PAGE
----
The Linchpin in Web Projects

Seth Godin’s new book, Linchpin, challenges and encourages readers to be indispensable.  Failing to do so, he states, is to risk having a job that is sent to a cheaper source of labor–either to other people, a machine, or a combination of the two:

“If we can put it in a manual, we can outsource it.  If we can outsource it, we can get it cheaper.”

This isn’t necessarily a revolutionary idea, but Seth’s way of explaining is both engaging and encouraging.  As one reads the book and absorbs the ideas, some traditional management concepts jump out at the reader.  Here are a few that many might recognize:

While Linchpin does seem to rely on some management concepts that are not-so-new, his packaging of the content is particularly relevant given today’s economic shifts.  If you listen to his interview with Lee Stranahan about Linchpin, Godin warns us that “we all live in Detroit now.”  This is meant to be a rallying cry to either adapt to the demands of the new economic environment or risk commoditization.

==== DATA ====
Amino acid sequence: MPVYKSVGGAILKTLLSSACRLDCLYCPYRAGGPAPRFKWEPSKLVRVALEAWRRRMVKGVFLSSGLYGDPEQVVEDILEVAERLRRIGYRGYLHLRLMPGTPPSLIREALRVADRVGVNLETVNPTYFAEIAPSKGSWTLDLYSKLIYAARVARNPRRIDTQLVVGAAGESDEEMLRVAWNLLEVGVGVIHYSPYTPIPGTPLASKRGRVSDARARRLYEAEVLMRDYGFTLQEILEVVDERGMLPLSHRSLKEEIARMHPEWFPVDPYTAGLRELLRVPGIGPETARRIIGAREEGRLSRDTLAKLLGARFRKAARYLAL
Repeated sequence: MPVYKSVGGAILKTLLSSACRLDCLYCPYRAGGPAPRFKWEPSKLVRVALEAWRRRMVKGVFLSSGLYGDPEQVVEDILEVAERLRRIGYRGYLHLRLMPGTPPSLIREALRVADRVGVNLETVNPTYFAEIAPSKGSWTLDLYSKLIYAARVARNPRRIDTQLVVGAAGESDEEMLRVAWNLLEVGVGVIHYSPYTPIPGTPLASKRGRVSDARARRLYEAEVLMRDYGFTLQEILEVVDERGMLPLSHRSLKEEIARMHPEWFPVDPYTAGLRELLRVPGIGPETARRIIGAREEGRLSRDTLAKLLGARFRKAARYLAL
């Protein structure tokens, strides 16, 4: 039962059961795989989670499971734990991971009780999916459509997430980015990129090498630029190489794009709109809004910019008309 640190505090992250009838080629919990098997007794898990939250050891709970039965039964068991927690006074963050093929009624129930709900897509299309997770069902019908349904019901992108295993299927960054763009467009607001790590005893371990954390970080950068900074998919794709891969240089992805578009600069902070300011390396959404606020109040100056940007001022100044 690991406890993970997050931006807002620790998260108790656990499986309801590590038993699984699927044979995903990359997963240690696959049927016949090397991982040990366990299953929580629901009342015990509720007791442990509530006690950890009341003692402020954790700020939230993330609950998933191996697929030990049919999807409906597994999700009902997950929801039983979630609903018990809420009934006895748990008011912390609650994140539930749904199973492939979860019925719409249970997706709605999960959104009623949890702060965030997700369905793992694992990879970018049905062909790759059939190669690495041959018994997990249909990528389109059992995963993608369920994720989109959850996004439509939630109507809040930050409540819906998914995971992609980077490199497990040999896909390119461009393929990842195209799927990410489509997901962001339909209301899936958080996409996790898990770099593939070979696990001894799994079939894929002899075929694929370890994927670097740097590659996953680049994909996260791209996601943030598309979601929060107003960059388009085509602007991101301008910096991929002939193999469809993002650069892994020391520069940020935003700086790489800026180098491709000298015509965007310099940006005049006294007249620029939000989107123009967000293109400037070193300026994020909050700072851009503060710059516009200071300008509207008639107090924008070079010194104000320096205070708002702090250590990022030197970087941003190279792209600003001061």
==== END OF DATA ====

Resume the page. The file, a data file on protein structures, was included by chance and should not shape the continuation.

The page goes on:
Much of Seth Godin’s work over the years has had some association with Internet projects.  His work is engaging and inspiring, making him notable and quotable among anyone and everyone who has either launched a Web site or Twitter account  for money.  This has attained him a certain celebrity among both strategists and MLMers alike.

But there is something deeper underneath the surface that all strategists and Internet professionals can use to launch successful Web projects…a set of take-aways that are both revolutionary and sensible all at once: